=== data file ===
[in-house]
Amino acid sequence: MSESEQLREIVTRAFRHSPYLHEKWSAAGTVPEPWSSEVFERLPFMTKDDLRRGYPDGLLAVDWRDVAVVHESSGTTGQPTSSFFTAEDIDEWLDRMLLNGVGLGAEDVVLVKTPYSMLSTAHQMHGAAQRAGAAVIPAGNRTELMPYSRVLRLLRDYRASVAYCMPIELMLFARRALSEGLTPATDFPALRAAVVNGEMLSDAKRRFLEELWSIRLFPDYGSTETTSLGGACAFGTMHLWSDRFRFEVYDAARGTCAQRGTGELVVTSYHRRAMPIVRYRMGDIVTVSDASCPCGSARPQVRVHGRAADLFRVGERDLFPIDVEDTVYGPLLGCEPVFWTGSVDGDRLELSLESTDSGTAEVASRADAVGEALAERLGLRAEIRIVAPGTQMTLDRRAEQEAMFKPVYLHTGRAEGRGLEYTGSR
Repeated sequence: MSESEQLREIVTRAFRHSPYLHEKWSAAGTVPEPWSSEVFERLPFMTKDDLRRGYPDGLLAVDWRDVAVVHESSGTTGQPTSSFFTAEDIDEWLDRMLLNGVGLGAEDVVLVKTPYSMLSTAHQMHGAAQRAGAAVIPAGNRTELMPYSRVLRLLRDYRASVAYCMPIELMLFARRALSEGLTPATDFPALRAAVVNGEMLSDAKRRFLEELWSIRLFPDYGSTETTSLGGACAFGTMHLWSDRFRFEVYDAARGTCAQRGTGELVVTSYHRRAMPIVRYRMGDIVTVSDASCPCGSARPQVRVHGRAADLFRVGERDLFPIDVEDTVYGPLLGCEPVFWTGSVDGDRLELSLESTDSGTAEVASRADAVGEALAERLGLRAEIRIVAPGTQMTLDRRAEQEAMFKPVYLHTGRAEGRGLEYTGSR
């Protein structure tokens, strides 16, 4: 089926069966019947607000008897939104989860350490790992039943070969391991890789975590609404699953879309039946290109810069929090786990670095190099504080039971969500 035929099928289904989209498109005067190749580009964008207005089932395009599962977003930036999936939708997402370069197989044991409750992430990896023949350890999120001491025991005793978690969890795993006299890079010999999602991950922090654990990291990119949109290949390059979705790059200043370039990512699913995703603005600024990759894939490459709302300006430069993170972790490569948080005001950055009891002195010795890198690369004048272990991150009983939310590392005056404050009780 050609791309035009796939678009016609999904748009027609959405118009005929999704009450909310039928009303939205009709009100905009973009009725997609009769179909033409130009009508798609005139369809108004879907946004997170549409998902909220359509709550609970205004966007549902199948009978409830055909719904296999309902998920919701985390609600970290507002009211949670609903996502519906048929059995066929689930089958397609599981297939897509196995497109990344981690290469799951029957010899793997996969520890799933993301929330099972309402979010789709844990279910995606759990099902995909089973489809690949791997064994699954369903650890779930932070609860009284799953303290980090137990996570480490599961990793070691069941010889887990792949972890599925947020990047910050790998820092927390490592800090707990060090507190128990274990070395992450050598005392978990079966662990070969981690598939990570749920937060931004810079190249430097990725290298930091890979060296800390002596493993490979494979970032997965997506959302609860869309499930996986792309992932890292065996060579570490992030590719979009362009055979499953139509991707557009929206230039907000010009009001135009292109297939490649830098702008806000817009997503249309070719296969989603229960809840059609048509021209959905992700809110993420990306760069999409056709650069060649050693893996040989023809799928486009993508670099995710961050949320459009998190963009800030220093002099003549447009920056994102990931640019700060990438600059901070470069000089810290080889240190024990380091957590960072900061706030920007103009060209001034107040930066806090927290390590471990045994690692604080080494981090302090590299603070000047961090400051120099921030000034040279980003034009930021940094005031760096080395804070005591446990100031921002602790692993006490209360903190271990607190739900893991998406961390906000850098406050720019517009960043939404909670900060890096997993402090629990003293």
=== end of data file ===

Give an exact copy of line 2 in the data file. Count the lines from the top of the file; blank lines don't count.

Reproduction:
Amino acid sequence: MSESEQLREIVTRAFRHSPYLHEKWSAAGTVPEPWSSEVFERLPFMTKDDLRRGYPDGLLAVDWRDVAVVHESSGTTGQPTSSFFTAEDIDEWLDRMLLNGVGLGAEDVVLVKTPYSMLSTAHQMHGAAQRAGAAVIPAGNRTELMPYSRVLRLLRDYRASVAYCMPIELMLFARRALSEGLTPATDFPALRAAVVNGEMLSDAKRRFLEELWSIRLFPDYGSTETTSLGGACAFGTMHLWSDRFRFEVYDAARGTCAQRGTGELVVTSYHRRAMPIVRYRMGDIVTVSDASCPCGSARPQVRVHGRAADLFRVGERDLFPIDVEDTVYGPLLGCEPVFWTGSVDGDRLELSLESTDSGTAEVASRADAVGEALAERLGLRAEIRIVAPGTQMTLDRRAEQEAMFKPVYLHTGRAEGRGLEYTGSR